Saving Ash Trees From The Emerald Ash Borer
The emerald ash borer has been wreaking havoc on ash trees throughout the United States ever since being introduced in 2002. Ash trees are extremely valuable and are one of the most abundant species of trees in the country, with an estimated total between seven and nine billion. Once infested with ash borers, the healthiest of ash trees only have a couple years to live. Reducing or eliminating the ash borer population is critical.
Recently the International Union for Conservation of Nature declared five of the six most prominent ash tree species in North America were “critically endangered.” The remaining species are listed as “endangered.” The rapidly-spreading emerald ash borer is currently causing $1 billion in annual losses nationwide. That number is expected to keep growing.
Impacting The Ecosystem
The Chesapeake Bay relies on our surrounding area for sustained life. As emerald ash borers make their way through Maryland, they will destroy more than just ash trees. There’s a large domino-effect that is set off when ash trees are killed. Nearly 40 different insects rely upon ash trees; their way of life would be upheaved. University of Maryland College Park entomologist Michael Raupp said, “It’s a huge ecological problem. It’s not just ash that goes down the toilet. It’s many other species.”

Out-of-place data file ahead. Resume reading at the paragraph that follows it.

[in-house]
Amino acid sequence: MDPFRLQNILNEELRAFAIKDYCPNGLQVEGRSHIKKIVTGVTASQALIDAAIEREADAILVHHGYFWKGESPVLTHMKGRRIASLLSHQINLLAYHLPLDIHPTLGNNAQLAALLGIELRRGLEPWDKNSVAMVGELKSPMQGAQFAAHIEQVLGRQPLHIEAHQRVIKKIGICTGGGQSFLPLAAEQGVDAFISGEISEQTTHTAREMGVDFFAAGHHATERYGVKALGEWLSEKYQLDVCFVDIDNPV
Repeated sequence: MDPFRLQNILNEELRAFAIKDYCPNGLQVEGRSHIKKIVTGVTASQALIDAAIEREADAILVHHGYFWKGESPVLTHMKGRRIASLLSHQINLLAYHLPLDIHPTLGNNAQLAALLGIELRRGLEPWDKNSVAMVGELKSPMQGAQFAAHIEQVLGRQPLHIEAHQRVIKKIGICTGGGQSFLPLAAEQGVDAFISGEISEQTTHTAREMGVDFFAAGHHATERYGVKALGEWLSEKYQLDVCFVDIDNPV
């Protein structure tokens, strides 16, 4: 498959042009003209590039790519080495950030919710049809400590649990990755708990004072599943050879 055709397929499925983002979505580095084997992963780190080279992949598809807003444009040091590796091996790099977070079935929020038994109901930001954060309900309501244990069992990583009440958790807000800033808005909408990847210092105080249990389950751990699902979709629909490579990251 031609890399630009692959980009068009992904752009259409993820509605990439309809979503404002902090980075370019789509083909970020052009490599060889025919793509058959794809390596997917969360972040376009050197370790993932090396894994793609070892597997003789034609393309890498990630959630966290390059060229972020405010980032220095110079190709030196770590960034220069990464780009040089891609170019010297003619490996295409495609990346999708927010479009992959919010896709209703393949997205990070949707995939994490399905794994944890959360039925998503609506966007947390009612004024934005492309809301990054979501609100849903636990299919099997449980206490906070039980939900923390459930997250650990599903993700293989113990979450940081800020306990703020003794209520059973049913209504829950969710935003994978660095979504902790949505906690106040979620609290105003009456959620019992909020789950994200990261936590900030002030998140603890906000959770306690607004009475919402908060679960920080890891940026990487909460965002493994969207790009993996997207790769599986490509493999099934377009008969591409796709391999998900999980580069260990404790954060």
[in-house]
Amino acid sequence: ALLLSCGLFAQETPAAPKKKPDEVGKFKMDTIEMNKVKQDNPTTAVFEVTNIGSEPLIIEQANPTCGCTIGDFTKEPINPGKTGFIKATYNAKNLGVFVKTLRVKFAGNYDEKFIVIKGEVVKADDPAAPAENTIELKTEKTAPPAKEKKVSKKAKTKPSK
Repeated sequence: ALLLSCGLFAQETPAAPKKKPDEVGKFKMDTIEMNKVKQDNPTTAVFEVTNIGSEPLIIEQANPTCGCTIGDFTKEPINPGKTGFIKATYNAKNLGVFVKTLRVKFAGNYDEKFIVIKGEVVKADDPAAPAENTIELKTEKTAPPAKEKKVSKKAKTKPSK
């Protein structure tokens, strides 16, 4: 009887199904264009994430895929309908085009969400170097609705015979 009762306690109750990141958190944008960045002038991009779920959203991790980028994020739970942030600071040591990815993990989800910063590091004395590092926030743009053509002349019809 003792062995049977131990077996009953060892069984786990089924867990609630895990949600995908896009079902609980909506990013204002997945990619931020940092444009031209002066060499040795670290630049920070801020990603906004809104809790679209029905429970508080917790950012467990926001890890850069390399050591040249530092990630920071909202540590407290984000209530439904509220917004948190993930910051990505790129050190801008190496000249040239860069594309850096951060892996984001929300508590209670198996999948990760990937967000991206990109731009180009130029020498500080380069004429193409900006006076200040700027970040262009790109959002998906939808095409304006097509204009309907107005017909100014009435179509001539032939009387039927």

Colleen Kenny, who serves as a forest health watershed planner for the Maryland Department of Natural Resources, stated in regard to the ash trees, “They’re important to protecting water quality. In a lot of cases, they help filter out pollutants and sediment. We don’t want to lose the filtering power of those trees.
Unhealthy trees can also prove dangerous to humans. Raupp mentioned, “These (weakened trees) pose an enormous risk of falling and injuring people and property.”
Finding A Solution
Scientists have recently introduced a new method to the fight against the emerald ash borer. A tiny wasp feasts on the borer’s eggs and larvae, which will help fight the borer’s spread by killing future generations. Speaking about the wasps, Raupp said, “We think these are probably our Obi-Wan Kenobis in terms of reducing those emerald ash borer populations in places along the C&O Canal and places in the natural forest where there are simply too many trees to be removed or chemically protected.”
Scientists have also begun to save seed sources, in hopes of one day replenishing the ash tree population. In the meantime, if you see an ash tree that’s infested with emerald ash borers, call your local trusted pest company.